|Nutritional Guidelines (per serving)|
|Servings: 50 to 60|
|Amount per serving|
|% Daily Value*|
|Total Fat 5g||6%|
|Saturated Fat 1g||3%|
|Total Carbohydrate 5g||2%|
|Dietary Fiber 1g||5%|
|Total Sugars 1g|
|Vitamin C 11mg||56%|
|*The % Daily Value (DV) tells you how much a nutrient in a food serving contributes to a daily diet. 2,000 calories a day is used for general nutrition advice.|
This classic Greek appetizer (or meze) called dolmathakia (dol-mah-THAH-kya) are grape leaves stuffed with rice, pine nuts, and fresh herbs. They may take a little bit of time to prepare, but they are worth the effort. Serve dolmathakia cold or at room temperature.
The use of grape leaves to wrap food dates back to the days of Alexander the Great. Dolma is the name of a whole group of stuffed vegetable dishes, but dolmadaki are specifically dishes made by wrapping either grape or cabbage leaves around a filling. Dolmadaki can be made in many different ways, using minced meat, vegetables, nuts, herbs, and spices.
While Americans tend to think of stuffed grape leaves as a Greek delicacy, dolmadaki may have originated in Turkey or Armenia. Certainly, there are many variations on the dish from the Persian Gulf, Egypt, Syria, Lebanon, Iraq, and Iran.
There are many variations on the ingredients listed below. For example, if pine nuts are not easily available, consider using grains, raisins, or even lentils.
16 ounces jarred grape leaves
1 cup olive oil, divided
6 large onions, minced
1 1/2 cups long grain rice
1 cup finely chopped fresh parsley
1/2 cup finely chopped fresh dill
1/2 cup pine nuts
2 tablespoons dried mint
1 1/2 teaspoons salt
1/2 teaspoon freshly ground black pepper
1/2 cup freshly squeezed lemon juice
Gather the ingredients.
Rinse the leaves well to remove brine.
Place the leaves in boiling water and boil for 3 to 5 minutes to soften them and make them more pliable. Remove from water and set aside.
In a large skillet, over medium-high heat, heat 1/2 cup olive oil. Sauté the onions until translucent, about 5 minutes.
Stir in the rice, parsley, dill, pine nuts, mint, salt, and pepper. Taste test and adjust the seasoning as desired.
Remove from heat and stir in the lemon juice. Allow the filling to cool about 10 minutes.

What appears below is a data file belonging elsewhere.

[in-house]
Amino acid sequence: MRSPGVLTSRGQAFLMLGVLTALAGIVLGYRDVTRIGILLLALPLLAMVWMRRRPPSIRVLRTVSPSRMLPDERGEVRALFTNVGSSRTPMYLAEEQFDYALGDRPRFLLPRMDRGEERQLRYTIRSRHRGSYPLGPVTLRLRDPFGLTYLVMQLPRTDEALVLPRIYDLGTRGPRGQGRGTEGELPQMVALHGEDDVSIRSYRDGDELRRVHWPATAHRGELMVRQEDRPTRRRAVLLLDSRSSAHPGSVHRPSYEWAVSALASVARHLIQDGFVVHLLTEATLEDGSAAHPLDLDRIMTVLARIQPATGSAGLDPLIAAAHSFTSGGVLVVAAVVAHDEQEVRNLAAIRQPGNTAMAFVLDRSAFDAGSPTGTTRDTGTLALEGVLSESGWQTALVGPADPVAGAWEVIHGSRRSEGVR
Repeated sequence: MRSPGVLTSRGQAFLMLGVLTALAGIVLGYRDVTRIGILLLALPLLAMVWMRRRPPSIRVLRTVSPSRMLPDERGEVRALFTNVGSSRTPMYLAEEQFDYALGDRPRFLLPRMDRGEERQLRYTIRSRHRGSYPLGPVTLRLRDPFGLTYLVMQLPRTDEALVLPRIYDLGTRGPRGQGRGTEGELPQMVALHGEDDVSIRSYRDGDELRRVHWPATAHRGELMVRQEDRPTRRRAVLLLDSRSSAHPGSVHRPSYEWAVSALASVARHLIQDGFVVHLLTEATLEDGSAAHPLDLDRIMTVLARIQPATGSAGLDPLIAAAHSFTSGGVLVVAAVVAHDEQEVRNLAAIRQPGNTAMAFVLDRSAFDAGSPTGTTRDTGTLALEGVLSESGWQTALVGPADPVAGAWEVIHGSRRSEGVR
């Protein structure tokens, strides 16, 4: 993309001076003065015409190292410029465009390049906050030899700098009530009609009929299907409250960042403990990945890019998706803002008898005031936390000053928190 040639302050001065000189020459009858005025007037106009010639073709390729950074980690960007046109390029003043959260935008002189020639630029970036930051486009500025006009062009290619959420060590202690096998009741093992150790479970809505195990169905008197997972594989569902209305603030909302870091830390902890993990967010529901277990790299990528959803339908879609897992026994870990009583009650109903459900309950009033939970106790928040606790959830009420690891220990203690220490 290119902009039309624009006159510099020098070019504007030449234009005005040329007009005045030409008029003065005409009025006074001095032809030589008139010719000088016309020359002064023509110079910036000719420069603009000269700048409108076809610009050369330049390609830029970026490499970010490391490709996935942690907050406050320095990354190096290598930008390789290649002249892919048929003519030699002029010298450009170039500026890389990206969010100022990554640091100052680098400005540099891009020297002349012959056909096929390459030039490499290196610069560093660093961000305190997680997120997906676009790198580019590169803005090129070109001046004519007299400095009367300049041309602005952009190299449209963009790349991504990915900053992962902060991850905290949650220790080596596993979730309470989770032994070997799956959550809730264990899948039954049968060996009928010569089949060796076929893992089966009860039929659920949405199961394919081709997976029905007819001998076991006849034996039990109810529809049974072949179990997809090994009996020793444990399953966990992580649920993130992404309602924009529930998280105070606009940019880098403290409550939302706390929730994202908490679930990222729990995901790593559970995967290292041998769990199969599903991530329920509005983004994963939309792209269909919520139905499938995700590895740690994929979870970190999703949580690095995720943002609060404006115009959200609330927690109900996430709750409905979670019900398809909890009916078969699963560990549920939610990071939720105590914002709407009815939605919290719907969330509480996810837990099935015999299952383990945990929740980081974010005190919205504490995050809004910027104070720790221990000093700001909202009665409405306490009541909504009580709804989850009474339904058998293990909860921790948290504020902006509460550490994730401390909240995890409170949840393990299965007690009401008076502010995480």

Line the bottom of a heavy saucepan with 2 or 3 grape leaves (use the broken or torn ones for this).
Roll the dolmathakia by placing a leaf with the stem toward you on a flat surface. The underside of the leaf should be face up. (The veins of the leaf are raised on the underside.) Using the point of a sharp paring knife, cut out the stem of the leaf. Overlap the bottom two sections of the leaf toward the center.
Place a tablespoon of filling in the bottom center of the leaf, just above the stem.
Fold the bottom section up to cover the filling.
Fold the sides in toward the center.
Continue rolling the packet up toward the top point of the leaf.
Place the rolls in layers, seam-side down, in the saucepan.
Pour remaining 1/2 cup olive oil over the dolmathakia and enough water to cover them by about 1 inch.
Place an inverted heatproof plate on top of the rolls to keep them submerged in the water.
Cover the saucepan and bring to a boil. Lower the heat and simmer over low heat for 45 minutes to 1 hour or until the leaves are tender and the rice filling is cooked through.
Serve and enjoy!
How to Store Dolmathakia
Can You Mince the Onions In a Food Processor?
The food processor is an excellent choice when you have a large amount of onions to mince—it saves lots of time, not to mention the tears. To mince the large amount of onions quickly, use a food processor. Cut the peeled onions into uniform chunks, put them in the food processor fitted with the blade, and pulse about 7 to 10 times, or until they are finely minced.
What is the Difference Between Dolmathakia and Dolmades?
Dolmathakia/dolamadakia are small dolmades that are traditionally served as appetizers. Singular is Dolmathaki or dolmadaki—the "aki" ending means small.
What Other Appetizers Do You Serve With Dolmathakia?
Serve the dolmathakia with with lemon wedges along with other appetizers and dips. Here are some ideas for a delicious meze platter:
- Grape tomatoes
- Kalamata olives or an assortment of Greek-style ripe olives
- Grilled or fried haloumi cheese
- Feta cheese
- Keftethes (Greek meatballs)
- Cucumber slices
- Pita bread or flatbread cut into wedges
- Bite size spanikopita squares
- Olive tapenade
- Sliced hard-boiled eggs
- Olive oil (for drizzling)
- Garlic dip (skorthalia/skordalia)
- Lamb meatballs